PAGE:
Cary company MEFIVER takes denim digital

snagem@newsobserver.comDecember 26, 2013 

— Blue jeans are a wardrobe staple, but most people probably don’t think much about how they’re usually made: often overseas, with indigo dye, chemicals and water.

Three local women are helping to change the way people think about and wear denim, and they’re doing it with their computers.

Last year, Carly Giammona, Veronica Tibbitts and Alana Vaughn formed MEFIVER, a startup company in Cary that uses digital printing in fashion.

Most clothing-manufacturing companies use screen printing or garment washing to create designs on fabric. At MEFIVER, they use software programs such as Adobe PhotoShop and Illustrator to make color combinations and designs that are digitally printed onto denim.

Giammona, 33, said she presented the idea at a fashion conference she attended in Los Angeles while working for Cotton Incorporated, which is based in Cary.

“I come out and say, ‘We’re not garment washing, we’re not doing any of this,’ ” Giammona recalled. “It floored people.”

Giammona, who earned a dual degree in textile technology and art and design from N.C. State University, assembled a team to bring her idea to life. Tibbitts, 24, who earned the same degree from N.C. State, works as the chief design officer, while Vaughn, 28, handles the business side of things.

In 2012, MEFIVER landed a $44,000 grant from NC IDEA, which awards money to startup companies throughout North Carolina.

And with the help of seed money from a private investor, the women hired a design assistant and now work in a space above the garage of Vaughn’s parents’ home.

For now, the company is accepting pre-orders online. But MEFIVER founders have much bigger dreams.

New technology

Digital printing in the fashion world is still fairly new. Some companies – mostly high-end couture brands – have been dabbling in the idea for 20 years or so, Giammona said.

The technology used to digitally print onto fabric works much like an ink-jet printer, said Jen Helke, chief financial officer for Cheran Digital Imaging & Consulting. The company in Gaffney, S.C., prints products for MEFIVER and other firms.

The machine sprays reactive dyes onto the denim in exactly the places designed on computers in Cary.

“The computer knows where every pixel is and knows what color every pixel is supposed to be,” Helke said.

She said the process is more environmentally friendly than other methods. “There’s a lot less waste, and there’s no (traditional) dyeing going on.”

But the process, at least for now, is more expensive, partly because the technology can’t produce as much product as quickly as other methods.

MEFIVER jeans range in price from about $199 to $250. Denim jackets range from $259 to $299.

The clothes are costly now, but they could get cheaper if there is plenty of demand for them, Tibbitts said. “Volume will bring the price point down.”

Helke agreed. Prices of digitally printed clothes will come down as companies order bigger machine runs.

Back to N.C. roots

Giammona, Tibbitts and Vaughn all graduated from Apex High School, and they saw the decline of North Carolina’s textile industry as jobs were sent overseas to countries such as China, where labor is cheaper and there are fewer government regulations.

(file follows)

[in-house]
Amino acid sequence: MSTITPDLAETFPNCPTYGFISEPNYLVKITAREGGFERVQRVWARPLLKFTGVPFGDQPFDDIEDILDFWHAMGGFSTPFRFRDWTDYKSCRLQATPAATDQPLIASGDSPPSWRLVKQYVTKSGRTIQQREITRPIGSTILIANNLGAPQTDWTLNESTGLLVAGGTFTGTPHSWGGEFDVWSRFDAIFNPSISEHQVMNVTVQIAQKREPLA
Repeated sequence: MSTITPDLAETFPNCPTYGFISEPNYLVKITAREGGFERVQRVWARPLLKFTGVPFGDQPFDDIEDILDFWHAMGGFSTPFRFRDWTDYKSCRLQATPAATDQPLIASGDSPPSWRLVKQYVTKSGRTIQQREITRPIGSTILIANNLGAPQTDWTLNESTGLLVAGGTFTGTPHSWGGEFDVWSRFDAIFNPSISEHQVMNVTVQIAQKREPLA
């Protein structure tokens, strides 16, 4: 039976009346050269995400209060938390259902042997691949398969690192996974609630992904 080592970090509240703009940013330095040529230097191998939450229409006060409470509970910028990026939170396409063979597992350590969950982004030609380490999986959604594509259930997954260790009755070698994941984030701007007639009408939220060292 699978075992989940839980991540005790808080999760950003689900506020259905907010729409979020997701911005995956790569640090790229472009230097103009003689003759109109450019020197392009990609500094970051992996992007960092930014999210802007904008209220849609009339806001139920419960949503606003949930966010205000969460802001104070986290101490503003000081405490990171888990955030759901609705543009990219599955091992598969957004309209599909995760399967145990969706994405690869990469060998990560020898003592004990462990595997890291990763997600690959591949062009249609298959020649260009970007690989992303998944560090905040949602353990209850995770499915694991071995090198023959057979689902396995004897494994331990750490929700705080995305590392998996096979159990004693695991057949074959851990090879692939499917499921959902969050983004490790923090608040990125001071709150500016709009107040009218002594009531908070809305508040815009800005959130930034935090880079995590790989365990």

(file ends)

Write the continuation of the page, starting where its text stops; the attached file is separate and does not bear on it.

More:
MEFIVER hopes digital printing could breathe new life into the local textile economy.

Digital printing takes specialized equipment and labor, according to the company’s owners, and it makes sense to create the products close to home.

Denim for MEFIVER products comes from Cone Denim Mills in Greensboro. The products are printed at Cheran in South Carolina, and they are sewn together at Fox Apparel in Asheboro.

“Yes, I’m excited that we can create a greener, more beautiful world,” Giammona said of the digital process. “But I’m also excited that we can bring it back to the (United) States.”

Fashion as art

For the MEFIVER owners, the process is about technology and economics, but it’s also about art.

One of MEFIVER’s denim jackets features the Raleigh skyline. The design came from a photograph taken by Tibbitts.

She’s an artist at heart, with experience in drawing, painting and creating sculptures.

The company’s products are made in such a way that the designs aren’t broken up at the seams – that Raleigh skyline wraps around the jacket, as does a Roman design of statues and pillars.

Giammona came up with the idea of putting 3D images on clothes, complete with 3D glasses that bring colors and shapes jumping off the material.

“I thought, ‘People are going to think I’m nuts,’ ” she said. “And it kind of took off.”

The owners try to to put a personal touch on everything. They created a brand, SRGB, which is a play on the digital color space – simulated red, green and blue.

Their signatures can be found underneath the collars of jackets and inside the pockets of jeans.

“I think it’s personal expression,” Tibbitts said of her work to bring art onto denim. “It expresses your personality. ... I never wanted to be a fashion designer. I wanted to be an artist.”

Digital printing could take that art to a new level. The Phoenix Art Museum featured an exhibit of digitally printed fashion in 2013.

Getting into stores

Now the goal is to get MEFIVER’s products into stores, said Vaughn, who earned a master’s degree in business from the University of South Carolina.

The company wants to host local trunk shows and sell its products in boutiques throughout the Triangle, Vaughn said. Eventually, the company might expand to create more digitally printed goods such as shoes and home furnishings.

“I think we all live, breathe, eat, sleep this company,” Giammona said. “It’s pretty much our baby.”

Added Vaughn: “We want to see it grow up.”

Nagem: 919-460-2605; Twitter: @BySarahNagem

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